• Thu. Nov 24th, 2022

In California, 10% of the Legislature now identify as LGBTQ

DON THOMPSON Associated Press

SACRAMENTO, Calif. — While LGBTQ candidates and their supporters celebrated several milestone victories nationwide in this year’s midterm election, California quietly achieved its own: At least 10% of its state legislatures publicly identify as LGBTQ, in what is believed to be a first for any U.S. legislature .

California lawmakers, all Democrats, are proud of their success but say it underscores the hard work that remains in their own state and elsewhere, such as dealing with the fallout of measures like Florida’s “Don’t Say Gay” -Law banning some classes on sexual orientation and gender identity or laws in other states restricting transgender students’ participation in sports or blocking gender-affirming medical care for youth.

The milestone was further obscured by last weekend’s shooting at a Colorado gay nightclub that killed five and injured many more. Colorado Governor Jared Polis, who has just won a second term, became the first openly gay man to be elected governor of a state when he won in 2018.

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“When it comes to LGBTQ people, we are on two paths: On the one hand, we win socially. People by and large have no problem with LGBTQ people, they support us, they accept LGBTQ candidates and are willing to vote for them,” said California Senator Scott Wiener, a member of the LGBTQ caucus.

However, he said: “Despite the fact that we are winning the battle in society at large, you have a very vocal, dangerous minority of extremists who are constantly attacking and demonizing our community.”

At least 519 LGBTQ candidates have won elected office this year, in positions ranging from school board to congressional and governor, said LGBTQ Victory Fund press secretary Albert Fujii. That’s a record since 2020, when 336 LGBTQ candidates won, according to the group, which worked with Equality California to calculate, making California the first state to cross the 10 percent threshold.

Of the 12 current or future members of the California Legislature, eight have been part of their LGBTQ caucus, including the Senate leader and three other senators whose terms run through 2024. Four current Assembly members won re-election on November 8, with two new Assembly members and two new Senators joining them, increasing the faction’s ranks by 50%. The AP has yet to name a remaining race that could add an additional LGBTQ lawmaker.

Lawmakers will be sworn in for their new terms on December 5; between the two chambers there are a total of 120 legislators.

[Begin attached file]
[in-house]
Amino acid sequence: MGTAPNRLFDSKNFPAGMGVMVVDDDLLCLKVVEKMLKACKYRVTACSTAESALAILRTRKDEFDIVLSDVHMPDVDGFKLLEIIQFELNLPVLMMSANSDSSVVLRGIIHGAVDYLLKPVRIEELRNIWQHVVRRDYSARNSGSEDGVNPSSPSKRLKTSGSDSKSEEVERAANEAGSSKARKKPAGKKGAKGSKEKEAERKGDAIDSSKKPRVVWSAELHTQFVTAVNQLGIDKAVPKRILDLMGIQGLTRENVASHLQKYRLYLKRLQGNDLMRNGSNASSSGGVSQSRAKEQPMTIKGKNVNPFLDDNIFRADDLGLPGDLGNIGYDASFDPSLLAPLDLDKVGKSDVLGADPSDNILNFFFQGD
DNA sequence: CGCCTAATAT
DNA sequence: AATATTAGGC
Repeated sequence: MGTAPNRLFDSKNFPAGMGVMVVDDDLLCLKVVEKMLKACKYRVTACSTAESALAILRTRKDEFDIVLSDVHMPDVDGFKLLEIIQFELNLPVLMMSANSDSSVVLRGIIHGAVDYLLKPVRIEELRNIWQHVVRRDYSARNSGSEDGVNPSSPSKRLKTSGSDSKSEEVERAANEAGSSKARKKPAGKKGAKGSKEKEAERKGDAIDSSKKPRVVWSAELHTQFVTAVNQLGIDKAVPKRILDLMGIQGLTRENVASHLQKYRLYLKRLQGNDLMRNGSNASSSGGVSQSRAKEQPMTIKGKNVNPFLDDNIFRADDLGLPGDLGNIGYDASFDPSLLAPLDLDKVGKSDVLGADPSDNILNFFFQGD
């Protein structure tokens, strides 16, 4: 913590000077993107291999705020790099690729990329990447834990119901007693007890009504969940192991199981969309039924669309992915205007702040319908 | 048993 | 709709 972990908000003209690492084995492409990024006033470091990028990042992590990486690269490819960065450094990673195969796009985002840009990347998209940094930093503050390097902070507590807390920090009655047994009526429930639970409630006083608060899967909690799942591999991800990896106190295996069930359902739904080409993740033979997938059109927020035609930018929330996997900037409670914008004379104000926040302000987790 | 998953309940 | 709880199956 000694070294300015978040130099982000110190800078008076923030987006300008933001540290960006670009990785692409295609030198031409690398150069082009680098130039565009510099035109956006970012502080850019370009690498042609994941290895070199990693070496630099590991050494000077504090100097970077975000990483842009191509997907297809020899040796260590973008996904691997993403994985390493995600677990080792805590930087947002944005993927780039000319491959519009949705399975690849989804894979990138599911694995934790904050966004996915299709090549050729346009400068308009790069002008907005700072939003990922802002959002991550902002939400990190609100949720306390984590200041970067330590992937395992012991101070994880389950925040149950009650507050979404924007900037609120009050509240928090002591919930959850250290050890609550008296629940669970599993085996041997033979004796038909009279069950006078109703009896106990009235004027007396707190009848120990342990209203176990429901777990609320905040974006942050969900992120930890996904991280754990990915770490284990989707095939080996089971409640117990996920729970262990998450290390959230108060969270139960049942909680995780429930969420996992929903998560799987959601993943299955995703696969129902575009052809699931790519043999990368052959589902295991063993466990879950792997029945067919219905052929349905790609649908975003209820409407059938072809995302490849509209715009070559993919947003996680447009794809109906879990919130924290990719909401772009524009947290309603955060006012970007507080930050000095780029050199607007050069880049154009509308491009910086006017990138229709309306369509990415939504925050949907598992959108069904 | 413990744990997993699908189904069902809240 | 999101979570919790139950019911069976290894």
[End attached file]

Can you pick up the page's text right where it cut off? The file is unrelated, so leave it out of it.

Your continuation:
The U.S. Census showed that 9.1% of Californians identified as LGBT — compared to 7.9% nationwide — so the legislature will have roughly achieved equality in terms of sexual orientation and gender identity. Meanwhile, according to statistics from the California State Library, the legislature has yet to achieve gender equality or race and ethnicity equality.

New Hampshire and Vermont each had more LGBTQ legislators, according to the institute, but their legislatures are larger than California’s and therefore did not reach the 10 percent threshold.

The 2022 election is a landscape of firsts for LGBTQ people, including Corey Jackson, the first gay black man in the California legislature, who noted that African Americans — particularly black trans people — are particularly marginalized.

“I think this is an opportunity to just say that we’re here, we have something to contribute, and we can lead and represent with the best of them,” said Jackson, a Riverside County school board member.

Alaska and South Dakota elected their first LGBTQ legislators, and Montana and Minnesota elected their first transgender legislators, according to the Human Rights Campaign. In New Hampshire, 26-year-old Democrat James Roesener became the first trans man elected to a US state.

He said he was motivated to pursue a state bill that would have required schools to educate parents about developments in their children’s gender identity and expression, which narrowly failed. Opponents of such requirements say they can invade children’s privacy and put them at risk of abuse in the home.

Leigh Finke, who was elected in Minnesota, was also fueled by growing anti-transgender rhetoric.

Finke hopes to ban so-called conversion therapy in Minnesota and make the state, like California, a sanctuary for children and their parents who don’t have access to gender-affirming health care elsewhere.

“I just thought, ‘This can’t stand.’ “We need to have trans people in these spaces. If we lose our rights, they need to at least look us in the eye while we’re doing it,” she said.

Massachusetts and Oregon elected the nation’s first lesbian governors.

Charlotte Perri, a 23-year-old election organizer in Portland, Oregon, said she was emotionally touched when she spoke to governor-elect Tina Kotek at a campaign event about young people thanking her for running.

“It’s hard as a young queer person to be optimistic about everything that’s going on,” Perri said.

Jackson said he found hope in the election results not just in California but across the country.

“We now have US senators, we now have governors, we actually have trans legislators in this country now,” Jackson said. “So amid stories of hate and demonization, you still see rainbows of hope across our nation. ”